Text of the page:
Gayle Mill to close just ten years after £1.2m restoration work

Gayle Mill. Photo: John Illingworth.

An historic Yorkshire Dales visitor attraction is to close just ten years after it reopened following a £1.2m restoration project which was funded with public money.

It has emerged that Gayle Mill, in Gayle, near Hawes, needs significant work to rectify problems left after the original restoration project was completed.

North of England Civic Trust (NECT), which owns the mill, has served notice on the local volunteer group operating the building.

This story continues after the adverts:


Gayle Mill Trust (GMT) has been told it must move out of the mill as it is to close for remedial work to be carried out to ensure it complies with health and safety rules and NECT’s insurance obligations.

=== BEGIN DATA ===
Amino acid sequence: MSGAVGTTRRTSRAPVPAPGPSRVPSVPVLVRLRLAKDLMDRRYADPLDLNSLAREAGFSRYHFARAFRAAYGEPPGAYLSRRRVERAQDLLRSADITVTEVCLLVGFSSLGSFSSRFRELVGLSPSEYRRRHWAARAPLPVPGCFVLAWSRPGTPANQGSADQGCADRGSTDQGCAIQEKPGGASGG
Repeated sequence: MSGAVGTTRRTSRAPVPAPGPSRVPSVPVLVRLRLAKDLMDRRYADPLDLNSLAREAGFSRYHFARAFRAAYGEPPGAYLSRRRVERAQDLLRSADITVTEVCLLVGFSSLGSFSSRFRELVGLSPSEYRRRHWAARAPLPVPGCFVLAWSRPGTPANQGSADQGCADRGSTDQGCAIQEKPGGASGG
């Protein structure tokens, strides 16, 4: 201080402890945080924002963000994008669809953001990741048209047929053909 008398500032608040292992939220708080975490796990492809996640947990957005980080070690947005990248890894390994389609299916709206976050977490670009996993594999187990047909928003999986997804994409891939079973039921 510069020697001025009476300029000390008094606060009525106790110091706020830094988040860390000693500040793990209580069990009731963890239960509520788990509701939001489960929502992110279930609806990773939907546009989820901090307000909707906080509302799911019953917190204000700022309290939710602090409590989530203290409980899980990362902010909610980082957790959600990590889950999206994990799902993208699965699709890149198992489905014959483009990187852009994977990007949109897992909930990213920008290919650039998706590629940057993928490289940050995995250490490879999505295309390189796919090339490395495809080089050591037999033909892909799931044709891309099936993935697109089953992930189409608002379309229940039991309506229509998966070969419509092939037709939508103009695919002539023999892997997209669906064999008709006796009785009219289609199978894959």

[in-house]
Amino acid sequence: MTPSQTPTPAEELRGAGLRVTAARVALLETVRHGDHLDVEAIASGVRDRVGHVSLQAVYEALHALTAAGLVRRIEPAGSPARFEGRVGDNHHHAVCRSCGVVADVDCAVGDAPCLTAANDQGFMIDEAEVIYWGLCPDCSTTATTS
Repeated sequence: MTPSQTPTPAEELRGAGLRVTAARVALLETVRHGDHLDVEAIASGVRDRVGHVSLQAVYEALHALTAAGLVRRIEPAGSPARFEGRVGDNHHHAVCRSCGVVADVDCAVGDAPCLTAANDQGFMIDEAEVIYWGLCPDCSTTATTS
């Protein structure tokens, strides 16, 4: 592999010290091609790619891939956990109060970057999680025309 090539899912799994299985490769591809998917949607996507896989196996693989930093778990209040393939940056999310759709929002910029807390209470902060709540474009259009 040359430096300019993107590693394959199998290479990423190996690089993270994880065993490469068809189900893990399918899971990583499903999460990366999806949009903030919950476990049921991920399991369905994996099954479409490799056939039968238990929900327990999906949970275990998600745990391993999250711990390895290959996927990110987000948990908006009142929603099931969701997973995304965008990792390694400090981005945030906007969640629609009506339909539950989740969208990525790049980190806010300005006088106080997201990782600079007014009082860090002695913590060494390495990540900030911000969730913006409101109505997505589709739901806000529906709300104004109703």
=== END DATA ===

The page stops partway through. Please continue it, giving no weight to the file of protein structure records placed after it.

However, GMT claims the closure is unnecessary.

First opened in 1784 as a cotton mill, Gayle Mill reopened in 2008 as a heritage venue and visitor attraction after funding was found for its renovation from various sources including the Heritage Lottery Fund, English Heritage and Yorkshire Forward.

In a letter to GMT chair William Lambert, NECT says it must close the mill to “mitigate the risks” and “enable the necessary works to be planned and implemented”.

But the planned closure has angered members of the mill trust who say there is no need to shut the attraction, which is making a profit and is safe for the public to use.

GMT claims NECT board members have refused to meet with them to explain their decision.